“Unfortunately, it was when they were moving up with their cattle across Southern Kaduna that the elections of 2011 took place and the crisis trapped some of them.

“Some of them were from Niger, Cameroon, Chad, Mali and Senegal. Fulanis are in 14 African countries and they traverse this country with the cattle.

“So many of these people were killed, cattle lost and they organised themselves and came back to revenge.

“So a lot of what was happening in Southern Kaduna was actually from outside Nigeria. We got a hint that the late Governor Patrick Yakowa got this information and he sent someone to go round some of these Fulani communities, but of course after he died, the whole thing stopped. That is what we inherited. But the Agwai committee established that.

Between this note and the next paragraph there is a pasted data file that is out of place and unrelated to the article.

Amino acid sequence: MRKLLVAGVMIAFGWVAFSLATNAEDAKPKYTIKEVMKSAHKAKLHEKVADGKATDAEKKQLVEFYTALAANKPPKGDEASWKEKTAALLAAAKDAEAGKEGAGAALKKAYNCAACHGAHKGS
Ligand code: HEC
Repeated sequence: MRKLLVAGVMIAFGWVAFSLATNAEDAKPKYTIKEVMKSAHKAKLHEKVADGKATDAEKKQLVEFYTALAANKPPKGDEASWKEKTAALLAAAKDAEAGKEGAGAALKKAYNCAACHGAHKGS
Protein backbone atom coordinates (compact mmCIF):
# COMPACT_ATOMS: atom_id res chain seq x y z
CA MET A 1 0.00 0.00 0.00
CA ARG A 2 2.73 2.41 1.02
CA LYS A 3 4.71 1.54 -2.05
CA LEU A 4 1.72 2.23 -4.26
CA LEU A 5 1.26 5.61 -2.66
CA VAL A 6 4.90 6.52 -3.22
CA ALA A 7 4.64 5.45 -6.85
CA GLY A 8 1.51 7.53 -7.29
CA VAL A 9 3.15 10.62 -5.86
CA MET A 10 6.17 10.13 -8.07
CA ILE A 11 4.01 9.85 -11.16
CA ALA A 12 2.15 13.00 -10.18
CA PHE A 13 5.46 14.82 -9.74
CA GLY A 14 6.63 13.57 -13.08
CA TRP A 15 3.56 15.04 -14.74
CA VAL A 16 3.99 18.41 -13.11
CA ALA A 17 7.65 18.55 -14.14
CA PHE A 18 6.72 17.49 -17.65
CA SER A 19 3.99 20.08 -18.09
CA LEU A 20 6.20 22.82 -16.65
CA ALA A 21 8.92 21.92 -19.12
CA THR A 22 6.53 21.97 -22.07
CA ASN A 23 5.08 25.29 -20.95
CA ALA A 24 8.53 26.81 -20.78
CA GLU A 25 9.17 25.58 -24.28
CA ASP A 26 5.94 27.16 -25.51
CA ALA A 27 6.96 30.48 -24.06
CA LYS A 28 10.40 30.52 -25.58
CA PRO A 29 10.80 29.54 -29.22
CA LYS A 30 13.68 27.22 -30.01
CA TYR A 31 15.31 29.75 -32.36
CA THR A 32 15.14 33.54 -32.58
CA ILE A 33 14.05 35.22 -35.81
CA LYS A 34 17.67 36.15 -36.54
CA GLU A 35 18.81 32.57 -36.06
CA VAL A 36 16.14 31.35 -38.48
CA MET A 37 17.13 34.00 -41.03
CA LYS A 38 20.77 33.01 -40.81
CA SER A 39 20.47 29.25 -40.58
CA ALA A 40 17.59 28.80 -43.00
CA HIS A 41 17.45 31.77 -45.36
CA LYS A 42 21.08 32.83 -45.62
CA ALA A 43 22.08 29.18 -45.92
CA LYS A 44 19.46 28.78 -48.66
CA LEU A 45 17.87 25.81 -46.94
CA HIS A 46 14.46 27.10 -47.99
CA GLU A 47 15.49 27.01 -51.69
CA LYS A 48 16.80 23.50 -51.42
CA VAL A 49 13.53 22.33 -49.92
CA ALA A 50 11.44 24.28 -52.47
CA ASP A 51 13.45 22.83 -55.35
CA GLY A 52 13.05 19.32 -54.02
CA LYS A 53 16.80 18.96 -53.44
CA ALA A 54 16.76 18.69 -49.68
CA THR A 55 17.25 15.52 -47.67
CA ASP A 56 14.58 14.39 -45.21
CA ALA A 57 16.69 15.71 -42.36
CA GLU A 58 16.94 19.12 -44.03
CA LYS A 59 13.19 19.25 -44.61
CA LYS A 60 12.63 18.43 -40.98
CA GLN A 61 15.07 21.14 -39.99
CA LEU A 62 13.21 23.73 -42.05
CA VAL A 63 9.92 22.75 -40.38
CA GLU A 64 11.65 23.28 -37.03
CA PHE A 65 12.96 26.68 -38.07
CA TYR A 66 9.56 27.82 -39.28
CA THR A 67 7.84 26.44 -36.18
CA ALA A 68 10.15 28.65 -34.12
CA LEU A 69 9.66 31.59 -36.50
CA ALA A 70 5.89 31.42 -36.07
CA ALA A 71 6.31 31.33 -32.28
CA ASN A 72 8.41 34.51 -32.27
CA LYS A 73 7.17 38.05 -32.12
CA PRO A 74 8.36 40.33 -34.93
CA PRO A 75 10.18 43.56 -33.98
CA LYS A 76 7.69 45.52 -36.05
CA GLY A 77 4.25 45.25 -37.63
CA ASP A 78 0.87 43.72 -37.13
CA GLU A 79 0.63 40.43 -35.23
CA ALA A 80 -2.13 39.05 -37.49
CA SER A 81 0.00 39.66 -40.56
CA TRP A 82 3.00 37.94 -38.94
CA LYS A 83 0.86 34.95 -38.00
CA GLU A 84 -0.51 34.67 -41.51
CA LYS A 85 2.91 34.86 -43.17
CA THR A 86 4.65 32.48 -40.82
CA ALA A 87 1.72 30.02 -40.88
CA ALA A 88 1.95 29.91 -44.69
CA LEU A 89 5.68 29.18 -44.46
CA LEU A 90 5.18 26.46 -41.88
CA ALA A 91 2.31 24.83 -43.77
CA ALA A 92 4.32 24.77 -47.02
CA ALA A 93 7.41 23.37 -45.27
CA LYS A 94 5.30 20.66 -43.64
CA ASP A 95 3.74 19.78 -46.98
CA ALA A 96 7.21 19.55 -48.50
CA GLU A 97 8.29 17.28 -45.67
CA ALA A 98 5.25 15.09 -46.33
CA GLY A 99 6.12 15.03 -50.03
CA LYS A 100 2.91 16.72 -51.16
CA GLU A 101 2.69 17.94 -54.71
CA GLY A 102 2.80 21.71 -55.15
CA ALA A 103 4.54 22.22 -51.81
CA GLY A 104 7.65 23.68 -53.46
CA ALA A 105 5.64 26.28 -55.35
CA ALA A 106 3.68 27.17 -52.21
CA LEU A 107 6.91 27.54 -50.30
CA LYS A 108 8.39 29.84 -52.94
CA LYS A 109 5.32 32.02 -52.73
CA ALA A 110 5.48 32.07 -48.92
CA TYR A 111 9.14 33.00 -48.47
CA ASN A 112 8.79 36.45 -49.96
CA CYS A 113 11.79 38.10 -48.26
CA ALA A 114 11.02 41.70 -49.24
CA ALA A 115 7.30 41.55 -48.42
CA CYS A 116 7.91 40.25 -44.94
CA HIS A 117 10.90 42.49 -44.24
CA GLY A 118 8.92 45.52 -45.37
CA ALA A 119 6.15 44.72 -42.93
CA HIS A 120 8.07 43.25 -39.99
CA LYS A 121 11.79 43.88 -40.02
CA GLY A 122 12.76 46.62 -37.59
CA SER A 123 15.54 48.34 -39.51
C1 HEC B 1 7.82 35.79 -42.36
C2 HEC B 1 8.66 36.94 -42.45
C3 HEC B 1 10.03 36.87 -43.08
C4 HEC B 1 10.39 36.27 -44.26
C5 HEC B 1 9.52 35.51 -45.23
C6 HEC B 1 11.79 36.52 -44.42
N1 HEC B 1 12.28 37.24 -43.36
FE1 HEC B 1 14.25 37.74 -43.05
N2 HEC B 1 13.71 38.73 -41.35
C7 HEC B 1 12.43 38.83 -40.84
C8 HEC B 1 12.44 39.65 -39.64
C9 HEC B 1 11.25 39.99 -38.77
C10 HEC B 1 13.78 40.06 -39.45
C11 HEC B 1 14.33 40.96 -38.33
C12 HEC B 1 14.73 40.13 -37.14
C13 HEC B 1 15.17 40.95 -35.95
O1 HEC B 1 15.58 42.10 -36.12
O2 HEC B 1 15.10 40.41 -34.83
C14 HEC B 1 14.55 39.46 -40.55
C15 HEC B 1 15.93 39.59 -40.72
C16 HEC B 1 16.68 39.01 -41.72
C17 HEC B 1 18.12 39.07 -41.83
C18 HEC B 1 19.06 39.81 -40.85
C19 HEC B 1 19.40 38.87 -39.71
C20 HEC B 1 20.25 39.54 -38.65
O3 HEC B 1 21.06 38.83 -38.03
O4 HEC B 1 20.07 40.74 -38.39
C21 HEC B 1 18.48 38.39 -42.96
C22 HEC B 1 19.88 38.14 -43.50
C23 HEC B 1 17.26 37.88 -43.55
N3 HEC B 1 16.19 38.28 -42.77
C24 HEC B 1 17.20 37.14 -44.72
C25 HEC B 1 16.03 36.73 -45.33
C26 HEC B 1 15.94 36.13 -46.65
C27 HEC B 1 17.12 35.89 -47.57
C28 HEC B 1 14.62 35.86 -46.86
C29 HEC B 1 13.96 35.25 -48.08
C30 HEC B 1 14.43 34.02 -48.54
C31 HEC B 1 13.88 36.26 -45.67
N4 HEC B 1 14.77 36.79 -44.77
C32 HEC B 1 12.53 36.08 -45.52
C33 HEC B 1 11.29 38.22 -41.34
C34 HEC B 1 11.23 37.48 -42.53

“We took certain steps. We got a group of people that were going round trying to trace some of these people in Cameroon, Niger republic and so on to tell them that there is a new governor who is Fulani like them and has no problem paying compensations for lives lost and he is begging them to stop killing.

“In most of the communities, once that appeal was made to them, they said they have forgiven. There are one or two that asked for monetary compensation. They said they have forgiven the death of human beings, but want compensation for cattle. We said no problem, and we paid some. As recently as two weeks ago, the team went to Niger republic to attend one Fulani gathering that they hold every year with a message from me. ” he added.


Only You Can Change Nigeria - Macron

French President Emmanuel Macron has persuaded and encourage Nigerian youths to be actively involved in politics to coreect the country's errors.